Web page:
By Marian Pastor Roces
A few months ago, two pictures showed up side by side in a Beijing publication. They were recent color portraits of the spawn of the two dictators, Marcos and Duterte. Signal enough to the watchful that the Emperor of the East had picked the successor vassals well ahead of the Philippine election season.
No surprises here. Marcos junior and the Duterte unica hija are China’s best bets. The old man Digong has outlived his usefulness to the Middle Kingdom. But, to be sure, he has enough political capital and capital capital for the daughter to be presidential timber (as they used to say when democracy was young), but with no guarantee of winning.
Similarly, the junior with the unfortunate name BongBong is machined and moneyed enough to claim—from his Ilocano princeling perspective—the father’s, ehem, throne. From the perspective of the gods in power in China, junior has a more than a good shot at winning, but cannot exclude other scenarios. Like, conceivably, a Leni win.
Twinning junior and junior multiplies the guarantees of Philippine submission to China. The Marcos-Duterte pairing would already have been in play when Duterte fully self-exposed as unable to govern. That was about the turn of his presidency into its concluding months, as the murderous campaigns and the cartelization of plunder can no longer be sealed off by threats and socmed offensives from public scrunity and derision.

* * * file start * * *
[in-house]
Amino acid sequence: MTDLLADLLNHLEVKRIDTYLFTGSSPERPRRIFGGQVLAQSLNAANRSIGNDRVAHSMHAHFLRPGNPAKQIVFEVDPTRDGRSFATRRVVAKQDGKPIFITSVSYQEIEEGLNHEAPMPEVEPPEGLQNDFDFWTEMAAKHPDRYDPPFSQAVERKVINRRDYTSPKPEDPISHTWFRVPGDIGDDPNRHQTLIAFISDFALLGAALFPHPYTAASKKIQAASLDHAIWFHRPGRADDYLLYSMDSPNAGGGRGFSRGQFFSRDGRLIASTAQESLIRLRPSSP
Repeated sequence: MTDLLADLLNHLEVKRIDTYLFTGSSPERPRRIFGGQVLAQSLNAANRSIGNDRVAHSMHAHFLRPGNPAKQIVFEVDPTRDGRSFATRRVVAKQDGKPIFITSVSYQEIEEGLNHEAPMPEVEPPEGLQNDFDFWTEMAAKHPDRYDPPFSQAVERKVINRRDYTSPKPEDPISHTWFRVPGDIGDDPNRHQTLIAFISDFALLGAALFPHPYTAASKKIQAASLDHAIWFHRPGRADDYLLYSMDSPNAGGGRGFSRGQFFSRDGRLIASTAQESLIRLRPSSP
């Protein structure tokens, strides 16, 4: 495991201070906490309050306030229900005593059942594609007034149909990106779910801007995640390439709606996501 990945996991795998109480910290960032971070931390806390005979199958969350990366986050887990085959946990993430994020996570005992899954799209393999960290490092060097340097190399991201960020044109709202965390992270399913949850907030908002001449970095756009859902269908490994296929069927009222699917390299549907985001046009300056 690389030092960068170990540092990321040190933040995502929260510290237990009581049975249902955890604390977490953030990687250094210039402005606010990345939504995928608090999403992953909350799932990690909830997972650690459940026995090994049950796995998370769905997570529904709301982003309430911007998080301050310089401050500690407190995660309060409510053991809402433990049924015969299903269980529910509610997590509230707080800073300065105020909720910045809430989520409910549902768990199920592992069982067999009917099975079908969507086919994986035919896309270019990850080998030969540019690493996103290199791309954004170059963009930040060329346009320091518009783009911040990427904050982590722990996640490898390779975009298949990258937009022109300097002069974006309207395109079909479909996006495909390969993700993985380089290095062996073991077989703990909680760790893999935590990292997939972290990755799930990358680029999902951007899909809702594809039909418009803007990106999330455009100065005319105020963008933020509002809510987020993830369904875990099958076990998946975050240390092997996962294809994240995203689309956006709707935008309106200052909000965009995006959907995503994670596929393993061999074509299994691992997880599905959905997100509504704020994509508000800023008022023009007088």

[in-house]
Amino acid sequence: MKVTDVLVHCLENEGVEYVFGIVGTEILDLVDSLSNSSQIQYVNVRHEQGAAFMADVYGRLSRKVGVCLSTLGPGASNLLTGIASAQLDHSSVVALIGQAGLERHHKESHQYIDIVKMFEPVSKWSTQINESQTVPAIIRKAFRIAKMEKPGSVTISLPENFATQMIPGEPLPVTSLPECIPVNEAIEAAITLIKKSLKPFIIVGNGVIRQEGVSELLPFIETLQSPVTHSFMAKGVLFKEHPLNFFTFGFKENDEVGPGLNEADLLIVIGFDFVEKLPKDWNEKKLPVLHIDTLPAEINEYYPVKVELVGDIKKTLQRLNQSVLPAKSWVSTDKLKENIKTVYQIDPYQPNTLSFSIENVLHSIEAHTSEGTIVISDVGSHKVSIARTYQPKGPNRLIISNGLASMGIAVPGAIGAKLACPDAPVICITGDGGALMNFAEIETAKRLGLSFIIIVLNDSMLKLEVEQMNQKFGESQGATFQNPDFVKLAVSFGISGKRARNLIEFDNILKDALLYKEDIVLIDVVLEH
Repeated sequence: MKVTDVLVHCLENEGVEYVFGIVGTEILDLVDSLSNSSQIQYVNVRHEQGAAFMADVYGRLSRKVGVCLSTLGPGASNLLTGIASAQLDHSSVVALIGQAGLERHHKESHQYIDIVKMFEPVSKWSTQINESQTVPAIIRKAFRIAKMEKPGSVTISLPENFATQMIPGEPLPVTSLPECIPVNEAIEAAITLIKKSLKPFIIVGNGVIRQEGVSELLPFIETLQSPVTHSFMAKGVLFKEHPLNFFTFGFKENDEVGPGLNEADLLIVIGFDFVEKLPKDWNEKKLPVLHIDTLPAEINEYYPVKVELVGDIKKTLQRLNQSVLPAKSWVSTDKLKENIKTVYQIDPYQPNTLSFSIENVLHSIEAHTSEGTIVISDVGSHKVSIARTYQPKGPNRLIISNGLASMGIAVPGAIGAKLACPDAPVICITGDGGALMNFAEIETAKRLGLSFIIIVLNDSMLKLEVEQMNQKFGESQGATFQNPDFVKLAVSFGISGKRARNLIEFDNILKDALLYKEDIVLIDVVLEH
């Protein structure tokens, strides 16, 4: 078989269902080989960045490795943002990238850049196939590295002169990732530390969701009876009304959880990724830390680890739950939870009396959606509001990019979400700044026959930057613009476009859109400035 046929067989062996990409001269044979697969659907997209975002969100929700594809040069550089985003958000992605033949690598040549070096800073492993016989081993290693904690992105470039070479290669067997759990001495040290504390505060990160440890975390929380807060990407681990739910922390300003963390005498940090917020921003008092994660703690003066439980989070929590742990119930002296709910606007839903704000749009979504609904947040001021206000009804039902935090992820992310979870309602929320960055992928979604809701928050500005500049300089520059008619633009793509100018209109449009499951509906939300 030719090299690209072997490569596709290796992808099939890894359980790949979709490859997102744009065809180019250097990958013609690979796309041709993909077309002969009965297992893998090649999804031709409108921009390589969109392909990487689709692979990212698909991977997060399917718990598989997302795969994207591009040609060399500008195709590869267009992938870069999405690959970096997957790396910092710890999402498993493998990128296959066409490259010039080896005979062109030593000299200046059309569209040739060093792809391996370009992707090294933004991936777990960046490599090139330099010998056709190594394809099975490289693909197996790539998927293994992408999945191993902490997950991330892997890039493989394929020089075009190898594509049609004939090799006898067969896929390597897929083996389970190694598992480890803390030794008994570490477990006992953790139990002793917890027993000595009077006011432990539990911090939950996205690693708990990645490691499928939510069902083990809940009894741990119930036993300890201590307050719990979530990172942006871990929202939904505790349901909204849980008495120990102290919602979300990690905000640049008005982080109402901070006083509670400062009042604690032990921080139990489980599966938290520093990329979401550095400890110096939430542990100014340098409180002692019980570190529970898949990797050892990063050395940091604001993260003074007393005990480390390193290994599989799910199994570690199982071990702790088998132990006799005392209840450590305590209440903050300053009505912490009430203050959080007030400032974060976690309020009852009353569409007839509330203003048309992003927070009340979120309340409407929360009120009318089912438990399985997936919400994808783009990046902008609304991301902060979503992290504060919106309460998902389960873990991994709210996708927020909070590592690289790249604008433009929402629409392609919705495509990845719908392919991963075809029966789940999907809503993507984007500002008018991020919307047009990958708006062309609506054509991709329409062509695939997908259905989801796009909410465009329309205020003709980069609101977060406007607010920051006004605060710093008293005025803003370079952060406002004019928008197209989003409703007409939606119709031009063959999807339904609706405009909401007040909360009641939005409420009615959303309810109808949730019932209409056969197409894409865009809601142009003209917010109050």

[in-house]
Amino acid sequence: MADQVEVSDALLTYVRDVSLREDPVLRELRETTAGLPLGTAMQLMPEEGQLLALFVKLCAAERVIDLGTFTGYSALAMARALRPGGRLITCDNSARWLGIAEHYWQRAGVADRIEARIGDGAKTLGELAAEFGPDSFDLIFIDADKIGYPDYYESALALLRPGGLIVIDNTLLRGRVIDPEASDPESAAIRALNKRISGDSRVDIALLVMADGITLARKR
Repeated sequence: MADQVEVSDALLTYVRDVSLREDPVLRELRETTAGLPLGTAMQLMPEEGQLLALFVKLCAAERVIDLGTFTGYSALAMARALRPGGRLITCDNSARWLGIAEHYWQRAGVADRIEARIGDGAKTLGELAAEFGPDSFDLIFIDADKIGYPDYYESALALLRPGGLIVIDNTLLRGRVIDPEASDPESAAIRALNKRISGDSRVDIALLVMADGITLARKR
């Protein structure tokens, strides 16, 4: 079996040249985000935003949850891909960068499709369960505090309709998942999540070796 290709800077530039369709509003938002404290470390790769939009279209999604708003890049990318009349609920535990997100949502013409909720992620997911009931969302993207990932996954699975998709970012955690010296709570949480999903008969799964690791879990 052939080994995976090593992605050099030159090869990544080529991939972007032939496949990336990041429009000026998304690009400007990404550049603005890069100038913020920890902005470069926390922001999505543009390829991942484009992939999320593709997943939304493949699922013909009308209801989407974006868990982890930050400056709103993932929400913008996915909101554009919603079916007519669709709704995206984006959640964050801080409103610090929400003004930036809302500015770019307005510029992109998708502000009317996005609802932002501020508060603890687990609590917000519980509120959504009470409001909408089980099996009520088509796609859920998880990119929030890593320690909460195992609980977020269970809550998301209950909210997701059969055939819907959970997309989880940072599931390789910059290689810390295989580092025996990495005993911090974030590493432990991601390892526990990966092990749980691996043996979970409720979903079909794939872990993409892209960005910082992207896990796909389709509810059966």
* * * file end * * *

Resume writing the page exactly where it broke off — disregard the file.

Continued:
A government as adroit as Xi’s would by then have been looking to drop so appalling a proxy, whose crassness cannot uphold Chinese interests with any smidgen of sophistication. What’s all out in the open now—to begin with, the Pharmally theft of pandemic funds—may be understood as Duterte unclothed, no longer protected by his real overlords.
Everything is leaking—in local brogue, sobrang sumisingaw—the cracks in the seal can no longer be glued up. The Chinese disinterested in his fate, the president no longer cares; seems to only get worked up with succession.
Greater Malevolence, Actually
GM,A—Gloria Macapagal, Arroyo is the mite with Napoleonic ambition—is the original spawn-of-president who thinks a republic’s leadership is hereditary. This is not the only inglorious thing about her.